Feast of the Baptism of the Lord
This weekend, the Church invites us to celebrate the great feast of the Baptism of the Lord, great because it commemorates a very important event in the life of Jesus and in the unfolding of salvation but also draws our attention to marvelous and fundamental aspects of our salvation.
Jesus, the Son of God, the Redeemer, very much is the centerpiece of all three readings, although of course the Book of Isaiah, from which comes the first reading, only prefigures Jesus. The Lord was not yet born as a human when this first reading was written.
Isaiah mentions no one by name, but the reading describes a faithful servant of God who, although suffering unjustly and greatly, will be steadfastly faithful to God.
Over the centuries, several passages from Isaiah, similar in literary construction and in reference to the figure that Christians have called the “Suffering Servant,” has been very popular among the pious. Believers through the ages have seen in them a description of Jesus. These passages also provide readings for Holy Week, precisely for Good Friday.
In the second reading, from the Acts of the Apostles, Peter stands as the principal figure. He appeared before Cornelius, whose name indicates Roman origins. In itself, this encounter is greatly revealing. Peter did not limit his interest to Jews, whose heritage Peter shared.
Rather, Peter preached the Gospel to pagans, and indeed to the despised Romans, who were responsible for the military conquest and occupation of the Holy Land, a circumstance detested by the Jews.
Peter’s message was crisp but profound. Salvation is in Jesus. The Holy Spirit anointed Jesus as the Savior. God was with Jesus as the Lord went about “doing good works” and healing the sick.
This point too is crucial. The pagan Cornelius yearned for what is good and perfect and thus wholeheartedly accepted Christ. Union with God fulfills every human’s need.
St. Mark’s Gospel furnishes the story of the Lord’s baptism in the River Jordan by John the Baptist.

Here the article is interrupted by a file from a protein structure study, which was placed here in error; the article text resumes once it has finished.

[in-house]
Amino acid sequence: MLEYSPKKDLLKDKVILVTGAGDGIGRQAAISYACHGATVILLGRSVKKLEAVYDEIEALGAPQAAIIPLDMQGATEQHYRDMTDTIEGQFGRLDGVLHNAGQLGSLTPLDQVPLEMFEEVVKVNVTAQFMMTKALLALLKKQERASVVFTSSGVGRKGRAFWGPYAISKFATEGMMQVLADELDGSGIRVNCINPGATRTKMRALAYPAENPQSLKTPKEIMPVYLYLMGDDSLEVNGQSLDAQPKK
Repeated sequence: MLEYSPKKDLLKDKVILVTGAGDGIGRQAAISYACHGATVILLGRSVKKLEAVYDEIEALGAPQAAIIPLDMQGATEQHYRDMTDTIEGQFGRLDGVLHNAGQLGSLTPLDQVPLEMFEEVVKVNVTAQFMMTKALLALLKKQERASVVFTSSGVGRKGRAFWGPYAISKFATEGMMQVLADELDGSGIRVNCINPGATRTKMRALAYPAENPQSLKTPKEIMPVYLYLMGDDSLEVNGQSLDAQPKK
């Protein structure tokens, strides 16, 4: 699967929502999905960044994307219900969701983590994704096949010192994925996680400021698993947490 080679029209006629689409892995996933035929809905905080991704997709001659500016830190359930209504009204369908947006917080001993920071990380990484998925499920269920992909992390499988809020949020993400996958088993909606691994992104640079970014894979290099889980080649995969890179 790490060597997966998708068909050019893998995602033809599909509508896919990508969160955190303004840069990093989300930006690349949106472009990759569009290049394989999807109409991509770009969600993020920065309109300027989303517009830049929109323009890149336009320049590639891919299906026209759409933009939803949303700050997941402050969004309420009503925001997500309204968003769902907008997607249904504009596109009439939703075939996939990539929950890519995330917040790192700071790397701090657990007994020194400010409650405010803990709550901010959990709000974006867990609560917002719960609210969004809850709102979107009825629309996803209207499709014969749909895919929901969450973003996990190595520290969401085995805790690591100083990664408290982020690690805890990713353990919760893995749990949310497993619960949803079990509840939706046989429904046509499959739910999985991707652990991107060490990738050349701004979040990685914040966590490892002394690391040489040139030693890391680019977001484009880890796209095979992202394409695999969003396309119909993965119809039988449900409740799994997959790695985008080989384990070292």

Ritual washings, or baptisms, were popular in certain Jewish circles in the first century A.D. Homes were built with ceremonial baths. A person could visibly state the desire to be rid of sin, as if sin literally soiled the body, by washing in water.
John the Baptist acknowledges Jesus as the Redeemer. John insists that he himself is not the Savior. John confesses that he is “not worthy to loosen” the sandal-straps of the Savior.
The Gospel is clear. Jesus is the perfect, innocent and utterly sinless Lord. Still, and critically, Jesus assumes the sinfulness of humankind. Then God identifies Jesus as the Savior, and moreover as the Son of God. To make this declaration clear, God speaks, and gestures, in ancient Old Testament words and symbols that no Jew would have misunderstood.
This feast is great because it clearly and expressly reveals to us the Lord’s identity. He is the Son of God. Not even a prophet of John’s holiness and tenacious faith was the Lord’s equal.
Secondly, Jesus assumed the sinfulness of us all. As stated elsewhere in the Scriptures by St. Paul, Jesus is the new Adam, a new and perfect representative of the human race. Unlike Adam, Jesus causes union with God, not estrangement from God. Jesus brings life, not death; holiness, not fault.
Common human nature unites all people with the Lord. He confirms this union by freeing us all from the consequences of human sin.
We are sinners, but in Jesus, we find reconciliation with God. Our reconciliation through Jesus is perfect, unbroken and absolute. In it is eternal life.
Especially note that Peter spoke for the other Apostles, for the Christian community and, most importantly, for Jesus. It affirms the papacy.
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